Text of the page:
¶ 13 Officer Ware testified that on the day after the shooting he and his partner saw a car that was reported to have been involved in the shooting and attempted to pull it over. A chase followed, during which defendant and codefendant jumped out of the car. The car crashed, and the driver, Ricardo Martin, jumped out. Officer Ware and his partner pursued and arrested Martin because he was seen discarding a gun. Defendant and codefendant were subsequently arrested.

¶ 14 Defendant presented four alibi witnesses in his defense at trial: defendant's stepdaughter Jasmine Brooks, family friend Charles Parks, defendant's sister-in-law Clarissa Greer, and defendant's wife Erica Horshaw. All four witnesses testified that defendant was in Georgia on the date of the shooting and served as a pallbearer for a funeral that took place the following day. The defense introduced into evidence a program from the funeral, which listed the date and named defendant as a pallbearer.

¶ 15 After defendant was convicted of the first degree murder of Crawford and the attempted first degree murder of Wesley, a sentencing hearing was held before the trial court on April 7, 2011. Neither side called witnesses or presented any evidence. The presentence investigation report (PSI) established the following: defendant had one prior felony conviction from the state of Georgia, for which he received a seven-year sentence in the Georgia Department of Corrections, and two Illinois juvenile convictions for possession of a controlled substance. Defendant described his upbringing as "fair" and denied that he was abused or neglected as a child. Defendant lived with his mother and saw his father with regularity until his father died when defendant was 12 years old. Defendant's older brother had a criminal history. Defendant was married and had two children with whom he resided. Defendant attended high school for two years, during which time he was a member of the football and basketball teams and received average grades. He dropped out of high school because "it was too far." Defendant had not completed his general equivalency diploma (GED) and was never previously employed. Defendant was supported by his mother and his wife. Defendant denied a history of alcohol abuse but admitted that he began smoking marijuana by age 15 and spent "an unlimited amount of money daily" on his marijuana usage. Defendant was never evaluated or treated for drug usage. Defendant was in good health, was not under a doctor's care, and was not taking prescription medications. Defendant was a member of the Gangster Disciples street gang from ages 13 to 22. He held no role or rank in the structure. In his free time defendant enjoyed writing letters and playing chess. The PSI contained no psychological or physiological information and only indicated that defendant denied being diagnosed with a behavioral or learning disorder.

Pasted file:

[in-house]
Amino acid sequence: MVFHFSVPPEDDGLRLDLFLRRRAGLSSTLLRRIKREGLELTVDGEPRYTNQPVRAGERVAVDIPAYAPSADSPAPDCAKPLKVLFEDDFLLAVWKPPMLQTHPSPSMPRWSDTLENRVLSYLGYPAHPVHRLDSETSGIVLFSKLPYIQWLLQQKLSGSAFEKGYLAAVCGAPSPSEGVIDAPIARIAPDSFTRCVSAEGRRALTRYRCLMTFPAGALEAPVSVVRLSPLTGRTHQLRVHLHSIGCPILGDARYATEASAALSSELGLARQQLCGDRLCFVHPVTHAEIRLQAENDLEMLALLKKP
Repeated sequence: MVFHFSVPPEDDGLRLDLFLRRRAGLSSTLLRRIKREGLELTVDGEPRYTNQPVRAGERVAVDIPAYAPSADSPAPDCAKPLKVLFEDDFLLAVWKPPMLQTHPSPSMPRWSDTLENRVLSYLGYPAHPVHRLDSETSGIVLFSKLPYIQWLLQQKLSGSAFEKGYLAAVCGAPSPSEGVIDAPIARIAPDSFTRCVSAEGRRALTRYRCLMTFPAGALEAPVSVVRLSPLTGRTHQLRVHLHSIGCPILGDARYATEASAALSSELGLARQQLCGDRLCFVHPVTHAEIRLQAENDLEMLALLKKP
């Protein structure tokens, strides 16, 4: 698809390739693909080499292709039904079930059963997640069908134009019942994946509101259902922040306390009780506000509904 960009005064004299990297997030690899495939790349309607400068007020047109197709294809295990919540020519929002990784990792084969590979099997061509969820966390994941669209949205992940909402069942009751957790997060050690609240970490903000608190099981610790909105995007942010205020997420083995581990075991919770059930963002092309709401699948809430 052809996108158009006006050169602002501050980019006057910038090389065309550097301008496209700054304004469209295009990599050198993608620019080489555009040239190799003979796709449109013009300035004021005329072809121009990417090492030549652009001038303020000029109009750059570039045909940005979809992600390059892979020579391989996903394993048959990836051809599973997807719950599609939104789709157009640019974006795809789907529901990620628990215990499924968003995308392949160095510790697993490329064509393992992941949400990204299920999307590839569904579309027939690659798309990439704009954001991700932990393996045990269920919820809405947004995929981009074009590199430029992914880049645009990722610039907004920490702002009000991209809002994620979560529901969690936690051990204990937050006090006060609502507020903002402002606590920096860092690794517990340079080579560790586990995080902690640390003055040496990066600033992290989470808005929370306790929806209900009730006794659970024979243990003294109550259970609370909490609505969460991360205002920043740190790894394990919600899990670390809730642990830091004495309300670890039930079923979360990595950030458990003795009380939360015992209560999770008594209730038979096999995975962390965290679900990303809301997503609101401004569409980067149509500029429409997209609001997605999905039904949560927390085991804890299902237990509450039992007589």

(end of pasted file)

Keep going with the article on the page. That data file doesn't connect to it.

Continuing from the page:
¶ 16 At sentencing, the State's entire argument...